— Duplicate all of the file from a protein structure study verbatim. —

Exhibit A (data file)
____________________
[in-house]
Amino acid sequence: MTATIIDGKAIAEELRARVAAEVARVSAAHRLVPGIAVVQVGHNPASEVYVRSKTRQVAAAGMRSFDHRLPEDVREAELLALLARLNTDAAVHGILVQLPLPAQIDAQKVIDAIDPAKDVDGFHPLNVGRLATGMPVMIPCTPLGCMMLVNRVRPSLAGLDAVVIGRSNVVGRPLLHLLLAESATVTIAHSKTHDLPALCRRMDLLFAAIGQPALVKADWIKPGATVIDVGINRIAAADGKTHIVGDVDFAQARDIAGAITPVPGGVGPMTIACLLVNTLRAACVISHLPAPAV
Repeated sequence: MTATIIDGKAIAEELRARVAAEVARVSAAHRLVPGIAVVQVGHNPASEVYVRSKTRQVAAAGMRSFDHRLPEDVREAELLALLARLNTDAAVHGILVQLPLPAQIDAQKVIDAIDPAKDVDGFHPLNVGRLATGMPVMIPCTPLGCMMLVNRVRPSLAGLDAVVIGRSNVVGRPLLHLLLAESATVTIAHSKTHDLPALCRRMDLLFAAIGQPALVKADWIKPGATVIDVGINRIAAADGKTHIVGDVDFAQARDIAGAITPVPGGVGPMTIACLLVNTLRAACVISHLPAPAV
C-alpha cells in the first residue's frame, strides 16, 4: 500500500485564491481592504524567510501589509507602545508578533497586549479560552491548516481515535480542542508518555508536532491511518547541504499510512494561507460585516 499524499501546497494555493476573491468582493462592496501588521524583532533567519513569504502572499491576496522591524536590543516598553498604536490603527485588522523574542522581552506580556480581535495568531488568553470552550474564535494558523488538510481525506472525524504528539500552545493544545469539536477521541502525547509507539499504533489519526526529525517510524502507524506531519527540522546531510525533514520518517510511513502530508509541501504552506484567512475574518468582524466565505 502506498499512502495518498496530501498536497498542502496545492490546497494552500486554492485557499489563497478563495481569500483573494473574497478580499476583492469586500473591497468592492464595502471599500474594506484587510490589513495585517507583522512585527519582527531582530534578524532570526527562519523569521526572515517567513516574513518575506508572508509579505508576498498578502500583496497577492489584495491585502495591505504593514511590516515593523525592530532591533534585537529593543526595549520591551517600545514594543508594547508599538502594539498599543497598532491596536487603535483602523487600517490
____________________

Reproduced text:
[in-house]
Amino acid sequence: MTATIIDGKAIAEELRARVAAEVARVSAAHRLVPGIAVVQVGHNPASEVYVRSKTRQVAAAGMRSFDHRLPEDVREAELLALLARLNTDAAVHGILVQLPLPAQIDAQKVIDAIDPAKDVDGFHPLNVGRLATGMPVMIPCTPLGCMMLVNRVRPSLAGLDAVVIGRSNVVGRPLLHLLLAESATVTIAHSKTHDLPALCRRMDLLFAAIGQPALVKADWIKPGATVIDVGINRIAAADGKTHIVGDVDFAQARDIAGAITPVPGGVGPMTIACLLVNTLRAACVISHLPAPAV
Repeated sequence: MTATIIDGKAIAEELRARVAAEVARVSAAHRLVPGIAVVQVGHNPASEVYVRSKTRQVAAAGMRSFDHRLPEDVREAELLALLARLNTDAAVHGILVQLPLPAQIDAQKVIDAIDPAKDVDGFHPLNVGRLATGMPVMIPCTPLGCMMLVNRVRPSLAGLDAVVIGRSNVVGRPLLHLLLAESATVTIAHSKTHDLPALCRRMDLLFAAIGQPALVKADWIKPGATVIDVGINRIAAADGKTHIVGDVDFAQARDIAGAITPVPGGVGPMTIACLLVNTLRAACVISHLPAPAV
C-alpha cells in the first residue's frame, strides 16, 4: 500500500485564491481592504524567510501589509507602545508578533497586549479560552491548516481515535480542542508518555508536532491511518547541504499510512494561507460585516 499524499501546497494555493476573491468582493462592496501588521524583532533567519513569504502572499491576496522591524536590543516598553498604536490603527485588522523574542522581552506580556480581535495568531488568553470552550474564535494558523488538510481525506472525524504528539500552545493544545469539536477521541502525547509507539499504533489519526526529525517510524502507524506531519527540522546531510525533514520518517510511513502530508509541501504552506484567512475574518468582524466565505 502506498499512502495518498496530501498536497498542502496545492490546497494552500486554492485557499489563497478563495481569500483573494473574497478580499476583492469586500473591497468592492464595502471599500474594506484587510490589513495585517507583522512585527519582527531582530534578524532570526527562519523569521526572515517567513516574513518575506508572508509579505508576498498578502500583496497577492489584495491585502495591505504593514511590516515593523525592530532591533534585537529593543526595549520591551517600545514594543508594547508599538502594539498599543497598532491596536487603535483602523487600517490